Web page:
An analogous situation is a subject like, say, mathematics just doesn't make sense. You (ideally) give the best and the brightest extra encouragement to reach their potential, but you also (ideally) give extra encouragement to those who struggle extra encouragement as well, because achieving a basic level of mathematical aptitude is important, even for those who aren't good at it. (And yes, I'm aware that a lot of teaching sucks and doesn't meet that ideal, but there seems to be widespread agreement that that is the ideal.)

So why is it that when it comes to sport, the underachievers get left in the dust, and nobody seems to bat an eyelid?

(And for the record, I don't blame my schooling for my current lack of fitness or physical activity. That's entirely down to me and the fact that I'm a lazy cow. It would have been nice to have had a better head start is all.)

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I actually found volleyball to be reasonable and one of my better PE experiences. Due to the way it worked, I had to participate. If the ball came down where I was standing, I had to at least try to hit it, and a volleyball court is not so large that I could be shunted off to somewhere that would never see the ball. And lo and behold, because I did actually get some practice, I did get better at it. I still sucked, but I sucked less than I did to start with.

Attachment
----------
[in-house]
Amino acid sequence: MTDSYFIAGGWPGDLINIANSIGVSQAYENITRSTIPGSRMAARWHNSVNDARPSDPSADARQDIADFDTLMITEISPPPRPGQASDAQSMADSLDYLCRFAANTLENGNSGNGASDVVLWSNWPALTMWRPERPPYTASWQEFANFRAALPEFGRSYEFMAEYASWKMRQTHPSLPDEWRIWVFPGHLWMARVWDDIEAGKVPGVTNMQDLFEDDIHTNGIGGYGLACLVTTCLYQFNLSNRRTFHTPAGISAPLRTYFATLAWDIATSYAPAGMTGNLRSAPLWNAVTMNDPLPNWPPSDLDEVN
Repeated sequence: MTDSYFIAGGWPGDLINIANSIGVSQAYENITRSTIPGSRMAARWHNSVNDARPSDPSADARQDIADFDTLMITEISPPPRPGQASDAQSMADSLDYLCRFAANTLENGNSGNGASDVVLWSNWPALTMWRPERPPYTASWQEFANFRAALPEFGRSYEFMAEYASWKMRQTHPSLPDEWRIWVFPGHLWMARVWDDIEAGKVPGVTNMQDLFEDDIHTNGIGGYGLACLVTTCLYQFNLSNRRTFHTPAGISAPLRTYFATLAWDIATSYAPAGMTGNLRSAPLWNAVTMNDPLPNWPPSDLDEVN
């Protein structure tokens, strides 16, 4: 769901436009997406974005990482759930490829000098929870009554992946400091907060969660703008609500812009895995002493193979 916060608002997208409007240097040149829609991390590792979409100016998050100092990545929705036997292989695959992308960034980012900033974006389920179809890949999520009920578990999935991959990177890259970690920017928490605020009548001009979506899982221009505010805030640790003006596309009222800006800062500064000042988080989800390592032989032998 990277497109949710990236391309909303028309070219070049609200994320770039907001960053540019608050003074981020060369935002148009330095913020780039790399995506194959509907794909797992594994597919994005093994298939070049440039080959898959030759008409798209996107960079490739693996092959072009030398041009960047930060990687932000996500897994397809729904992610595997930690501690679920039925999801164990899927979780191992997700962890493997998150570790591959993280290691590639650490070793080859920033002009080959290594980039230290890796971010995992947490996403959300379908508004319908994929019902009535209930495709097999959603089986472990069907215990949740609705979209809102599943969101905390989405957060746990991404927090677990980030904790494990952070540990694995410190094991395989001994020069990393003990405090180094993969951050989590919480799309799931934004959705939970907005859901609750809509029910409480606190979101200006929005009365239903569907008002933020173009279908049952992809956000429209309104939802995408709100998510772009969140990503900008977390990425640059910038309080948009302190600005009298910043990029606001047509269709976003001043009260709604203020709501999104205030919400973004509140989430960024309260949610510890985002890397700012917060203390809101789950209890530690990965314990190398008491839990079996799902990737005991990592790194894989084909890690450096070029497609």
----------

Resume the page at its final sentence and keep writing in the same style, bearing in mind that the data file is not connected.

I guess I was fortunate in that my peers were generally supportive of me through this. Whether this was because they actually liked me enough to accept that I was trying and improving, or because there was a teacher present making them less willing to be abusive, or simply because they thought that volleyball was a dumb game and not worth bothering about, I don't know.

Whereas, as far as I could tell, I never got better at any of the games through practice. I had better ability at some than others to start, and that never changed. The only improvements that ever happened were when someone actually bothered to teach me something.

The only thing I managed to learn on my own that made me, in a way, better. Was that I could speedwalk around the track rather then running. By doing so, I could keep walking all period, and actually do an impressive number of laps. Whereas, running would make my lungs and mouth burn, and then I'd have to stop. And this wasn't so much learning as someone mentioning that if we didn't feel up to running, we could walk.

Also, this was after my biology teacher had taught us how we could swing our legs more at the hip, rather than the knee, and thus walk more efficiently. So, it may not even be a counter-example.

I'm dense about a lot of things. I've rarely done well with learning on my own. But I'm good at absorbing what I'm taught. So, I really wish they'd bother to teach me. Because I did improve now and then when they actually taught us something.

Again, my school wa actually fairly decent and they did actually try to teach us stuff, rather than just throw us onto a pitch and tell us to play. The problem was that anything like that is only useful if you get to actually practice them. Which is why I was actually able to get somewhat better at volleyball, whereas my skills in something like basketball stayed constant.